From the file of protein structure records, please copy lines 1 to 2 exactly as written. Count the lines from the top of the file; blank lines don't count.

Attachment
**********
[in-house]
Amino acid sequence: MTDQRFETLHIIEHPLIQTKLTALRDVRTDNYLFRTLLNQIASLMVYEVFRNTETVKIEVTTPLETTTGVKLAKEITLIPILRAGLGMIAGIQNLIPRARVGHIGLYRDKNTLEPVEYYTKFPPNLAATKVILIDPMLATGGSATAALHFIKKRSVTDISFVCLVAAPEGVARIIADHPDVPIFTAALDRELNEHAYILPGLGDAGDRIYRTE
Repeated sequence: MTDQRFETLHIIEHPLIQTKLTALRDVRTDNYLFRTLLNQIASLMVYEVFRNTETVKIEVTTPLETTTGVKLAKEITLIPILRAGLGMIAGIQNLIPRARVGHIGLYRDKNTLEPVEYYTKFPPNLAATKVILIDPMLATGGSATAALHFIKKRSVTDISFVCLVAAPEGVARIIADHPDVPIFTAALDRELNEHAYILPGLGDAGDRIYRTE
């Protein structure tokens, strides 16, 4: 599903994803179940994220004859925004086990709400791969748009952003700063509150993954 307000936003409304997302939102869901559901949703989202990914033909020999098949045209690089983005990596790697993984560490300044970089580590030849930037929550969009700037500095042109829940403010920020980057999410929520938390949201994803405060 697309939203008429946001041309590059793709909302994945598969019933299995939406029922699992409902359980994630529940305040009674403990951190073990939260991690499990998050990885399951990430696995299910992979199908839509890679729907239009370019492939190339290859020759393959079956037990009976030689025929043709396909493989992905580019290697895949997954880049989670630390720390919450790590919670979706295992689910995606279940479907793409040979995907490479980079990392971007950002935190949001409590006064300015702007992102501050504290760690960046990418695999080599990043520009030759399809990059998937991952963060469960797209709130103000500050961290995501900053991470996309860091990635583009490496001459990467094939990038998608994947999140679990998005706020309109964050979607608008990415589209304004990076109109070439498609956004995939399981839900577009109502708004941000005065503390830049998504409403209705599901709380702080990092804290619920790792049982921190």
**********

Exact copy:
[in-house]
Amino acid sequence: MTDQRFETLHIIEHPLIQTKLTALRDVRTDNYLFRTLLNQIASLMVYEVFRNTETVKIEVTTPLETTTGVKLAKEITLIPILRAGLGMIAGIQNLIPRARVGHIGLYRDKNTLEPVEYYTKFPPNLAATKVILIDPMLATGGSATAALHFIKKRSVTDISFVCLVAAPEGVARIIADHPDVPIFTAALDRELNEHAYILPGLGDAGDRIYRTE